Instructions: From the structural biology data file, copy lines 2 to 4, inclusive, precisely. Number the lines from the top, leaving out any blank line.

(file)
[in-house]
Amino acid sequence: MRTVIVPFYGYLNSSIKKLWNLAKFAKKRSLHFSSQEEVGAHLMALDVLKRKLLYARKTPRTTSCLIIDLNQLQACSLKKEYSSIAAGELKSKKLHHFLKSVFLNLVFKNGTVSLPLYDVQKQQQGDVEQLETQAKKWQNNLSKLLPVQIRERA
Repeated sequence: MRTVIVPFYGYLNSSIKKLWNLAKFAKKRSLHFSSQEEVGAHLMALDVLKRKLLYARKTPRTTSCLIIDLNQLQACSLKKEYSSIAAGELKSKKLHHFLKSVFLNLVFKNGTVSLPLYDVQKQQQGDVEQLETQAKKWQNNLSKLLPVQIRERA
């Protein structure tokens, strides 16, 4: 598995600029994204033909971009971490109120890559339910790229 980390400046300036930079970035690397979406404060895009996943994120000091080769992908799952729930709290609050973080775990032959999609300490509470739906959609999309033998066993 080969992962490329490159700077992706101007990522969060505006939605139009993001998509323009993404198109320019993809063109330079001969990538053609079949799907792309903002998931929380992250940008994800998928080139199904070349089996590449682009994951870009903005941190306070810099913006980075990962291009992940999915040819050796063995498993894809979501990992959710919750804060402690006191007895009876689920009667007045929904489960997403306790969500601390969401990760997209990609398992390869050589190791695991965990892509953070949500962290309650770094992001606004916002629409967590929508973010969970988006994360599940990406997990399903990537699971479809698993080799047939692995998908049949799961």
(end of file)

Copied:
Amino acid sequence: MRTVIVPFYGYLNSSIKKLWNLAKFAKKRSLHFSSQEEVGAHLMALDVLKRKLLYARKTPRTTSCLIIDLNQLQACSLKKEYSSIAAGELKSKKLHHFLKSVFLNLVFKNGTVSLPLYDVQKQQQGDVEQLETQAKKWQNNLSKLLPVQIRERA
Repeated sequence: MRTVIVPFYGYLNSSIKKLWNLAKFAKKRSLHFSSQEEVGAHLMALDVLKRKLLYARKTPRTTSCLIIDLNQLQACSLKKEYSSIAAGELKSKKLHHFLKSVFLNLVFKNGTVSLPLYDVQKQQQGDVEQLETQAKKWQNNLSKLLPVQIRERA
């Protein structure tokens, strides 16, 4: 598995600029994204033909971009971490109120890559339910790229 980390400046300036930079970035690397979406404060895009996943994120000091080769992908799952729930709290609050973080775990032959999609300490509470739906959609999309033998066993 080969992962490329490159700077992706101007990522969060505006939605139009993001998509323009993404198109320019993809063109330079001969990538053609079949799907792309903002998931929380992250940008994800998928080139199904070349089996590449682009994951870009903005941190306070810099913006980075990962291009992940999915040819050796063995498993894809979501990992959710919750804060402690006191007895009876689920009667007045929904489960997403306790969500601390969401990760997209990609398992390869050589190791695991965990892509953070949500962290309650770094992001606004916002629409967590929508973010969970988006994360599940990406997990399903990537699971479809698993080799047939692995998908049949799961």